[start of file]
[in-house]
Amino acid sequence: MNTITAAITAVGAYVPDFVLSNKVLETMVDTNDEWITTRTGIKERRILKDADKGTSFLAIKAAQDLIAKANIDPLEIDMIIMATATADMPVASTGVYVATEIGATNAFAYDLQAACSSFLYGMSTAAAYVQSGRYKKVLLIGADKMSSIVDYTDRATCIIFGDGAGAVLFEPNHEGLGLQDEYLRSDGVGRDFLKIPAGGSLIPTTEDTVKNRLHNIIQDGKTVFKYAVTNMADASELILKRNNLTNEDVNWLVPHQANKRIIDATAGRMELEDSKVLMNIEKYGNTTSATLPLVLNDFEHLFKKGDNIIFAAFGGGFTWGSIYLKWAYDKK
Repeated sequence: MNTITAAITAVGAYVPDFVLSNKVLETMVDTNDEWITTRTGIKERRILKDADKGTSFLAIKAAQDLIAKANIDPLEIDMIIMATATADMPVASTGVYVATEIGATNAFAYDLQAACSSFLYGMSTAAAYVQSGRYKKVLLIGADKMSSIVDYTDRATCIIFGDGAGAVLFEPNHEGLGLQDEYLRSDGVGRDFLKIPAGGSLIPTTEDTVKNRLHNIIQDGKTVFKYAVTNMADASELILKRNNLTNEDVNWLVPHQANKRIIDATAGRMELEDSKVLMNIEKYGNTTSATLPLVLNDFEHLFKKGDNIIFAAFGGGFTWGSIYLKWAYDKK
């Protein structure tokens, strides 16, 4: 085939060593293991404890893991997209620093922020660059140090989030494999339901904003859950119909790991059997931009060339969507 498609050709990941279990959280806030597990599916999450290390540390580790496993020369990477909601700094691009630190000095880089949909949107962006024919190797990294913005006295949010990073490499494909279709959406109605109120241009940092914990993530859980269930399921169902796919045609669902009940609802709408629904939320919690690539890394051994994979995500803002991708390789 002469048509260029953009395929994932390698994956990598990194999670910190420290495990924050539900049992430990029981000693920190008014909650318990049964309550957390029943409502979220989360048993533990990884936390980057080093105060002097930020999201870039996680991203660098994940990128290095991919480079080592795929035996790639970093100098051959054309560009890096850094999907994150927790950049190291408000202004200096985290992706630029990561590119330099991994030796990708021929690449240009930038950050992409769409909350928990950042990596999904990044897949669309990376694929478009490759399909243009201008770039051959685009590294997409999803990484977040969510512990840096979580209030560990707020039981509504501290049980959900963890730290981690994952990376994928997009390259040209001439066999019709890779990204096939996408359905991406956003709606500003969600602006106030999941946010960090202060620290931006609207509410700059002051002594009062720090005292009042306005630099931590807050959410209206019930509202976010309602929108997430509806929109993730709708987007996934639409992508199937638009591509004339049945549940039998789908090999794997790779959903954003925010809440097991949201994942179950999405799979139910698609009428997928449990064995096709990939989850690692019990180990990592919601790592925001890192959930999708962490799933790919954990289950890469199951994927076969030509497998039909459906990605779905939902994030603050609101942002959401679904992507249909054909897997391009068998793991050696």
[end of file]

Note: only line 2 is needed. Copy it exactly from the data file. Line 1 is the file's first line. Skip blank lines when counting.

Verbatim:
Amino acid sequence: MNTITAAITAVGAYVPDFVLSNKVLETMVDTNDEWITTRTGIKERRILKDADKGTSFLAIKAAQDLIAKANIDPLEIDMIIMATATADMPVASTGVYVATEIGATNAFAYDLQAACSSFLYGMSTAAAYVQSGRYKKVLLIGADKMSSIVDYTDRATCIIFGDGAGAVLFEPNHEGLGLQDEYLRSDGVGRDFLKIPAGGSLIPTTEDTVKNRLHNIIQDGKTVFKYAVTNMADASELILKRNNLTNEDVNWLVPHQANKRIIDATAGRMELEDSKVLMNIEKYGNTTSATLPLVLNDFEHLFKKGDNIIFAAFGGGFTWGSIYLKWAYDKK